Pediatric Cancer

Current Projects
Challice L. Bonifant, MD, PhD

Dr. Bonifant is studying how best to direct the immune system to combat acute myeloid leukemia (AML), a blood cancer of both children and adults. By specifically directing T immune cells to AML, she hopes to make therapy stronger and more effective, while also reducing toxicity. She is exploring the activity of T cells targeting multiple AML-specific antigens that do not affect normal cells. The ultimate goal of the work is to develop new strategies to treat AML.

Project title: "Dual-antigen targeting by ENG-T cells as improved anti-AML therapy"
Institution: The Johns Hopkins University School of Medicine
Award Program: Sohn Fellow
Sponsor(s) / Mentor(s): Donald Small, MD, PhD
Cancer Type: Blood, Pediatric, All Cancers
Research Area: Immunotherapy
Robert L. Bowman, PhD

Dr. Bowman focuses on acute myeloid leukemia (AML), which can be characterized by successive development of genetic mutations. While some mutations are found in nearly every cell of the disease, others are found in sub-populations and are thought to arise at later stages of disease development. It remains unclear if these late mutations are necessary for leukemic progression and are actionable therapeutic targets. He aims to develop models to test the oncogenic dependency of one of the most commonly mutated genes in AML, FLT3. Further models will be developed to understand the role of mutation order in disease development.

Project title: "Interrogating the subclonal architecture and functional contributions of mutation order in FLT3-ITD mutant AML"
Institution: Memorial Sloan Kettering Cancer Center
Award Program: Sohn Fellow
Sponsor(s) / Mentor(s): Ross L. Levine, MD
Cancer Type: Blood, Pediatric
Research Area: Animal Models/Mouse Models
Jessie A. Brown, PhD

Dr. Brown studies acute lymphoblastic leukemia (ALL), an aggressive leukemia and one of the most common malignancies in children and adolescents. Despite significant progress, relapse is associated with high rates of drug resistance and poor prognosis. As a result, relapsed ALL is the leading cause of cancer-related death in children. Dr. Brown will use large-scale genetic (DNA) and transcriptomic (RNA) data and leukemia animal models to dissect how a small number of ALL cells are able to escape the cytotoxic effects of chemotherapy. These cells then undergo genetic and epigenetic changes that allow them to generate resistance to chemotherapy and proliferate, causing relapse of this devastating childhood disease. Understanding this process may lead to novel therapeutic approaches for relapsed ALL.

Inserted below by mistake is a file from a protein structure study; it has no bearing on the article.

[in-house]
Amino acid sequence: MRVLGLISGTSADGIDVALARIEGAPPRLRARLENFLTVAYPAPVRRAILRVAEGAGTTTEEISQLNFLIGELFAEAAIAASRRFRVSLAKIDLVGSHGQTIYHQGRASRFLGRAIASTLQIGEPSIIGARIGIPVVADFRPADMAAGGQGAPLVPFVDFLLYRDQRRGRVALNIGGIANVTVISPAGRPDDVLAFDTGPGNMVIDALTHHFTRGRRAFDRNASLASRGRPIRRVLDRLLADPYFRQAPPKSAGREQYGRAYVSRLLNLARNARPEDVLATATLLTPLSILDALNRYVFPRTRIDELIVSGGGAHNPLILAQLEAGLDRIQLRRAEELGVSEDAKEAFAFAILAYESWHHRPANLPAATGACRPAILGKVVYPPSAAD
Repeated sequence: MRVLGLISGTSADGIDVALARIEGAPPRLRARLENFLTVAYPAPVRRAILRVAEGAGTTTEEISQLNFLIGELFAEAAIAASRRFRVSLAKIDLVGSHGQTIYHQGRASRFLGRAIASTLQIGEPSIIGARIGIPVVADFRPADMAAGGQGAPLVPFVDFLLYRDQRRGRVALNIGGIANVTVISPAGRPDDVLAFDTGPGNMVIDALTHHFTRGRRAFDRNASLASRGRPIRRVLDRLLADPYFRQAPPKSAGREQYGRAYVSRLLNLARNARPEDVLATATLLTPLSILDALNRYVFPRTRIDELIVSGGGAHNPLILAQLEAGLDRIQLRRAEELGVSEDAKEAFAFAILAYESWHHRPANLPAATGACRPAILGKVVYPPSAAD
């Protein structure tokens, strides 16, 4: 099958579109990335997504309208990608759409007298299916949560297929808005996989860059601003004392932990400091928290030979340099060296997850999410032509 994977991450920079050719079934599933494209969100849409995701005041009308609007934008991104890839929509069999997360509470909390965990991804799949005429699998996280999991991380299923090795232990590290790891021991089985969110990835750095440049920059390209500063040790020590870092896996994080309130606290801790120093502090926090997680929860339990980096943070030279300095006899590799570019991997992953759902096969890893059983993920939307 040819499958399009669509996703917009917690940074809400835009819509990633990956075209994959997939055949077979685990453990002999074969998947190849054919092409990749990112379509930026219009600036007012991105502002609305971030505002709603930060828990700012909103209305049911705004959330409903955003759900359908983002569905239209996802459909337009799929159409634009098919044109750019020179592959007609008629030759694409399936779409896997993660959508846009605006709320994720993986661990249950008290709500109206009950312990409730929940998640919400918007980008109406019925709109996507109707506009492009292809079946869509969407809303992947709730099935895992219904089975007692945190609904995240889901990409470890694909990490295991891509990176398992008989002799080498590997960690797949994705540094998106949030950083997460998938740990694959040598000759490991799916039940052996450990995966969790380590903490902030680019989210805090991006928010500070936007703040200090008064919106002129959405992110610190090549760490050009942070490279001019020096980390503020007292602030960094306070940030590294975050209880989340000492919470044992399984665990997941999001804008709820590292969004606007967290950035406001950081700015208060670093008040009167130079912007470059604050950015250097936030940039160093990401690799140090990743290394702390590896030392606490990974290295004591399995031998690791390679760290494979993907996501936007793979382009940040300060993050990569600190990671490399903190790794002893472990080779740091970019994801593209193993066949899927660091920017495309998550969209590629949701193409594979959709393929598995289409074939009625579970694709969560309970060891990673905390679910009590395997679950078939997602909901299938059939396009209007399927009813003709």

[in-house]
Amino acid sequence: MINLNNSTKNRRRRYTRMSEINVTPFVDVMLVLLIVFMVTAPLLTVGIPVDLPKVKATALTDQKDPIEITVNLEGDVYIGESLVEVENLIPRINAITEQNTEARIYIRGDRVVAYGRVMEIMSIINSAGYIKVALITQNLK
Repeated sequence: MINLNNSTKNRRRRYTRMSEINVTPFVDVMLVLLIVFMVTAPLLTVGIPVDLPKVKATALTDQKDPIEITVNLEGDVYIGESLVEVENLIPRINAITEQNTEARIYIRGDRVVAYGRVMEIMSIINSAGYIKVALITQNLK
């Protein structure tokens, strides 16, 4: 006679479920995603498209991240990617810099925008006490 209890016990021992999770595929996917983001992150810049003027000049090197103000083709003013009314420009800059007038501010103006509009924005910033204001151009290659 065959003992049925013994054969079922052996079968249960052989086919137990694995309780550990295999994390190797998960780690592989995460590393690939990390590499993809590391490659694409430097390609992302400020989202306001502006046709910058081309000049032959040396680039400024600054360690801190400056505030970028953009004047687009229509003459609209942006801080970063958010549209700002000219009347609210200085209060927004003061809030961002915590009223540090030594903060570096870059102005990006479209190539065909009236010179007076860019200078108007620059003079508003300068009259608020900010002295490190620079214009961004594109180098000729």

Project title: Master regulators of drug resistance in relapsed acute lymphoblastic leukemia 
Institution: Columbia University
Named Award: Candy and William Raveis Fellow of the Damon Runyon-Sohn Foundation Pediatric Cancer Fellowship Award
Award Program: Sohn Fellow
Sponsor(s) / Mentor(s): Adolfo A. Ferrando, MD, PhD
Cancer Type: Blood, Pediatric
Research Area: Chemoresistance
Srinjoy Chakraborti, PhD

Dr. Chakraborti is developing technologies to facilitate the rapid identification of individual, specific, safely targetable tumor antigens, and to engineer tumor chimeric antigen receptors (CARs) to specifically recognize and kill cancer cells within a clinically relevant timeline. Dr. Chakraborti also plans to use these technologies to investigate the role of helper T cells in enhancing the activity of anti-cancer killer T cells. These technologies, although applicable to adult cancers as well, will focus on antigens derived from pediatric cancer tissues because conventional therapies (such as chemotherapy and radiation) hold long-term health risks. 

Project title: Mining pHLA and T cell receptors (TCR) specificities by phage display for de novo TCR engineering and personalized cancer therapy
Institution: Albert Einstein College of Medicine
Award Program: Sohn Fellow
Sponsor(s) / Mentor(s): Jonathan R. Lai, PhD
Cancer Type: Pediatric, All Cancers
Research Area: Immunotherapy
Adam D. Durbin, MD, PhD

Dr. Durbin is developing new ways to target neuroblastoma, using chemical inhibitors and genetic techniques to disrupt small RNA species and enzymes that neuroblastoma cells require for survival. These new factors will also be inhibited in animal models of human neuroblastoma, alone and in combination with drugs similar to those entering clinical trials. These studies aim to identify new levels of gene regulation and methods to inhibit the genes involved in formation of neuroblastoma, with minimal side effects.

Project title: Interrogation of neuroblastoma dependencies and non-coding RNAs on the core-regulatory circuitry for therapeutic inhibition
Institution: Dana-Farber Cancer Institute
Award Program: Sohn Fellow
Sponsor(s) / Mentor(s): A. Thomas Look, MD
Cancer Type: Other Cancer, Pediatric
Research Area: Epigenetics
Lillian M. Guenther, MD